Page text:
A Comparative Study: Evaluation of Wastewater Suspensions Flocculation Performance Using Laboratory Graduated Cylinder and Jar Test Methods

Amarjargal B., TAŞDEMİR T.

WATER AIR AND SOIL POLLUTION, vol.234, no.9, 2023 (SCI-Expanded) identifier identifier

  • Publication Type: Article / Article
  • Volume: 234 Issue: 9
  • Publication Date: 2023
  • Doi Number: 10.1007/s11270-023-06605-0
  • Journal Indexes: Science Citation Index Expanded (SCI-EXPANDED), Scopus, ABI/INFORM, Agricultural & Environmental Science Database, Aqualine, Aquatic Science & Fisheries Abstracts (ASFA), Artic & Antarctic Regions, BIOSIS, Biotechnology Research Abstracts, CAB Abstracts, Chemical Abstracts Core, Chimica, Compendex, Environment Index, Geobase, Greenfile, Pollution Abstracts, Veterinary Science Database, Civil Engineering Abstracts
  • Keywords: Flocculation, Polymer, Jar test, Graduated cylinder test, Turbidity, Settling rate, MOLECULAR-WEIGHT, POLYMER ADSORPTION, KAOLINITE, POLYACRYLAMIDE, FLOTATION, BEHAVIOR, KINETICS, CHARGE
  • Eskisehir Osmangazi University Affiliated: Yes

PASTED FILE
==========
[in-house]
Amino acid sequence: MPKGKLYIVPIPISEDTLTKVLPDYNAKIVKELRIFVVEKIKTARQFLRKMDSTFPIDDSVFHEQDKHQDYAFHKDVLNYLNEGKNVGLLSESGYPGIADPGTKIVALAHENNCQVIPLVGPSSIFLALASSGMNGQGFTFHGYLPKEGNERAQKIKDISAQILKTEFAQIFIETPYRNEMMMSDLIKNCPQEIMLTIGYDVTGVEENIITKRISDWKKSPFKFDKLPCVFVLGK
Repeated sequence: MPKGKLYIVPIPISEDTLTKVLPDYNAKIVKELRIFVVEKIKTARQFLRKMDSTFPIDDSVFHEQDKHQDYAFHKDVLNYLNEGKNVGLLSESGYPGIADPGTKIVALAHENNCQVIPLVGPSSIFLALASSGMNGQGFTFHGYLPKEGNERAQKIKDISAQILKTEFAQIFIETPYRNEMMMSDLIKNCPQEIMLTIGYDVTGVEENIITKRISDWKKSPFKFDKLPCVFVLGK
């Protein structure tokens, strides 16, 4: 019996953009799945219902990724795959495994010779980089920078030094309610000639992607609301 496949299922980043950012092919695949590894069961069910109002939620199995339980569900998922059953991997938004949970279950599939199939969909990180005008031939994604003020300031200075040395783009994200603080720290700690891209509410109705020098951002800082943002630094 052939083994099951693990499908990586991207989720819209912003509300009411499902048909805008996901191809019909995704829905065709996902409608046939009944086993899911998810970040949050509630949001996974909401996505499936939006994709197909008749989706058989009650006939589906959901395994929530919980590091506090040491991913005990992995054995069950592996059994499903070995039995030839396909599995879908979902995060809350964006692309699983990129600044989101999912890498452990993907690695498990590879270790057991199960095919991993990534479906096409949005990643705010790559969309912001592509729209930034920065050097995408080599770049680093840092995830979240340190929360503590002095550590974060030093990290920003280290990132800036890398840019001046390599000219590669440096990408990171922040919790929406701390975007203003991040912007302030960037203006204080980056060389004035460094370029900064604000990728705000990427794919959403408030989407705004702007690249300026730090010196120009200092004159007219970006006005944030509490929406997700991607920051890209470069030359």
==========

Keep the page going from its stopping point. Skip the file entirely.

The laboratory graduated cylinder and jar test methods are commonly used to evaluate the effectiveness of polymers in improving suspension settling rate and flocculation performance. However, these tests have different advantages and disadvantages over each other. This study aimed to compare the two methods in terms of their ability to evaluate the flocculation performance of wastewater suspensions while examining the influence of polymer type and dose on turbidity and settling rate. Anionic (M 155 and M 5250), cationic (SPP 355), and nonionic (M 351) polymer types at doses ranging from 5 to 50 g/t were utilized in the study. Results showed that there was a substantial difference between the turbidity and settling rate values obtained from the jar test and the cylinder test. The optimum dosage for both tests was found to be 30 g/t for M 351 and 20 g/t for M 155, M 5250, and SPP 355 polymers. All polymers performed well in terms of turbidity during the jar test, while poor flocculation was observed in the graduated cylinder test due to insufficient mixing and polymer adsorption. The M 5250 in the jar test and the M 155 in the cylinder test achieved the highest settling rates. The jar test was found to be more effective in determining the optimal polymer dosage and achieving better particle removal efficiency than the graduated cylinder test. The appropriate mixing conditions for flocculation were provided in the jar test, resulting in lower turbidity values. However, the settling rate values measured from the flocs formed in the direct cylinder test were more accurate. Overall, the study highlights the importance of selecting the appropriate test method for evaluating flocculation performance. The jar test may be more suitable for determining the optimal polymer dosage and achieving better particle removal efficiency, while the graduated cylinder test may be more appropriate for obtaining more accurate settling rate values.